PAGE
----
Europe’s General Data Protection Regulation (GDPR) is the talk of the business town. Should you somehow have managed to escape this, it refers to the major new piece of legislation due to come into effect less than nine months from now.
From 25th May 2018, any organisation that controls or processes personally identifiable information about European Union (EU) citizens must have stringent organisational and technical measures in place, or ‘privacy by design’, to comply with the GDPR.
Businesses in the United States who have customers in Europe – and even those that are looking to expand to the continent – should be deep into their planning and implementation phases to be ready for it becoming law next year. Yet, research by analyst firm Gartner has already shown that over 50% of companies affected by the GDPR will not be in full compliance with its requirements by the end of the looming deadline. This is despite the fact that 92% of stateside companies cited GDPR compliance as a top data protection priority in a PwC survey of US-based multinationals.
This is hardly a surprise, as whenever a new unifying law or big piece of legislation like this is proposed, organisations tend to adopt a “wait and see” approach to observe how rules are enforced, before making critical decisions on how far to go with their response. This ‘how far’ is significant with the GDPR, as fines can be as large as €20m or 4% of global annual turnover – whichever is greater.
My advice to US companies is not to be tempted to wait and see whether the GDPR rules are enforced, or enforced differently in some countries than others. With this unifying data law just around the corner, a passive approach is a poor plan of attack. Companies need to be ready from the start: here are three key reasons why.
1. Customer data must be safeguarded.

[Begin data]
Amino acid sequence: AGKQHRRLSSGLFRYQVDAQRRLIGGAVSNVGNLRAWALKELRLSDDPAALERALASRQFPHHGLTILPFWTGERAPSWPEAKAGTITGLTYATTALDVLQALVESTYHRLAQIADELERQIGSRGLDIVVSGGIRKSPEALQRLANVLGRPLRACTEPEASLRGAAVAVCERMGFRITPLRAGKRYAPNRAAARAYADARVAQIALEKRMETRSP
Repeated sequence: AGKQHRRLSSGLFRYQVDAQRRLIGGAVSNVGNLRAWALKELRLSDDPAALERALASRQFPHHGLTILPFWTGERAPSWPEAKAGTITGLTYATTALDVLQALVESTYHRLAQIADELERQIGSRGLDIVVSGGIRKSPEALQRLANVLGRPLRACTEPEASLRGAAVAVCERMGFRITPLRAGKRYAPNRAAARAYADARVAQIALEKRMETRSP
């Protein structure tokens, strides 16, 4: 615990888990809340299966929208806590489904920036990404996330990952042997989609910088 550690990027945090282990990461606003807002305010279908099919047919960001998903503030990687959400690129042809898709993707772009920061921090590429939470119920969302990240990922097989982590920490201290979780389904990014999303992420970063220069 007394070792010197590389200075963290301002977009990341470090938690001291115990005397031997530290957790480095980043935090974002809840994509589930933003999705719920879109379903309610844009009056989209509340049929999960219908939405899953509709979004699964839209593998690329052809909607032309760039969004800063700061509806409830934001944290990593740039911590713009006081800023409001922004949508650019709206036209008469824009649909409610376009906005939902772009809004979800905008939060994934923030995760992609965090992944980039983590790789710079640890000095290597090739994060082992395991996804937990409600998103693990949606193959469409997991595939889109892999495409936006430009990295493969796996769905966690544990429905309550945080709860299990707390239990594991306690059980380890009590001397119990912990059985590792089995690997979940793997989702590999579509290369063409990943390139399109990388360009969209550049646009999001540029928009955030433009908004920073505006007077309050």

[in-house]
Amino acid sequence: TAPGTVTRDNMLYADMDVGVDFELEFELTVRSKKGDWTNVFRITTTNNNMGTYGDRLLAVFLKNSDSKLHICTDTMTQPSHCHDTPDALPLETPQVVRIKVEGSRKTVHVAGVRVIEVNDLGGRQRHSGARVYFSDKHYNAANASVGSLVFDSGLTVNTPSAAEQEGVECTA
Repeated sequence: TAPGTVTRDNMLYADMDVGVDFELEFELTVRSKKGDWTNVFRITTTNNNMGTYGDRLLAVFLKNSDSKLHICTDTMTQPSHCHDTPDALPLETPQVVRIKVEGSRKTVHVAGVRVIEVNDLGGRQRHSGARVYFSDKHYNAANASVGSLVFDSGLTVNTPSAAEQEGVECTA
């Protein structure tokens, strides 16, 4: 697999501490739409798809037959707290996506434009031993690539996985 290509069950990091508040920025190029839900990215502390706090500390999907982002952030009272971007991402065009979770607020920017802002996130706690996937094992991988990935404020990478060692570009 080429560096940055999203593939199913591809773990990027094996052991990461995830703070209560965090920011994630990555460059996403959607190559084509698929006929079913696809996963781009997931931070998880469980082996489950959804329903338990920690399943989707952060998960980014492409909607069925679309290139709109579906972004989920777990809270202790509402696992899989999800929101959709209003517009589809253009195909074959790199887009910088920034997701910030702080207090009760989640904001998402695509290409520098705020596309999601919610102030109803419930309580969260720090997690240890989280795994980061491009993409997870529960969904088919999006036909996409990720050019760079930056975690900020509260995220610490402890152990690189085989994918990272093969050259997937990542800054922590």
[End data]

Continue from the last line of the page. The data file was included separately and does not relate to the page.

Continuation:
There is evidence that suggests that privacy sells. Over the past couple of years, the use of ad-blocks has increased significantly globally. A recent report by analytics company PageFair showed that ad blocker usage surged by 30% last year. There were 615m devices blocking ads worldwide by the end of 2016, with the key reason for downloading software being security.
There is also a rising awareness from the consumer side on the abuse of personally identifiable information (PII). This is of great importance to consumers – their data must be safe and the onus is on organisations to do this going forward because first and foremost, it’s the right thing to do and an ethical way to do business – no matter the headache it causes at the start.
2. GDPR rules aren’t luxuries, they’re solid best practices that every company should be following
The GDPR is the biggest shake-up to data privacy in a generation, but organisations must remember the overriding principle of these new regulations – to unify data laws across the European continent in order to shift the burden of proof from individuals to organisations. That means that the new rules act as best practice guidelines for companies to follow – in fact – companies should already have the majority of these in place and now is the best time to start.
A “wait and see” approach only makes sense if the potential risks are outweighed by the efforts required to prevent them. GDPR may require coordination and effort in the beginning, but in most cases, it’s just enforcing best practice for data handling and management so these are steps that companies should be taking as a matter of course.
3. GDPR will ultimately help US corporates win more business in Europe
Where once citizens needed to show they were the victims of data misuse or security breaches, organisations must now demonstrate they’ve taken the right, pre-emptive actions to protect personal data appropriately. If your company takes initiative from the start, this will boost your company’s customer base across Europe. Ultimately, proper GDPR compliance will lead to more business wins in the continent.
Beyond the final implications of the GDPR, which are great, the impact on reputation and brand loyalty can lead to greater financial impact in the long run. With a new piece of legislation, coverage of the first breaches and fines are likely to be major for the companies involved.
I urge companies to spend the time now securing their customer data, and not to run the risk of a headline-grabbing fine and the damage to your brand’s reputation by being a test-case. A good starting point is to work with partners that understand the complexities of the European market and regulations, who will help simplify the GDPR compliance process by enabling the security, portability and encryption efforts for your customer data.
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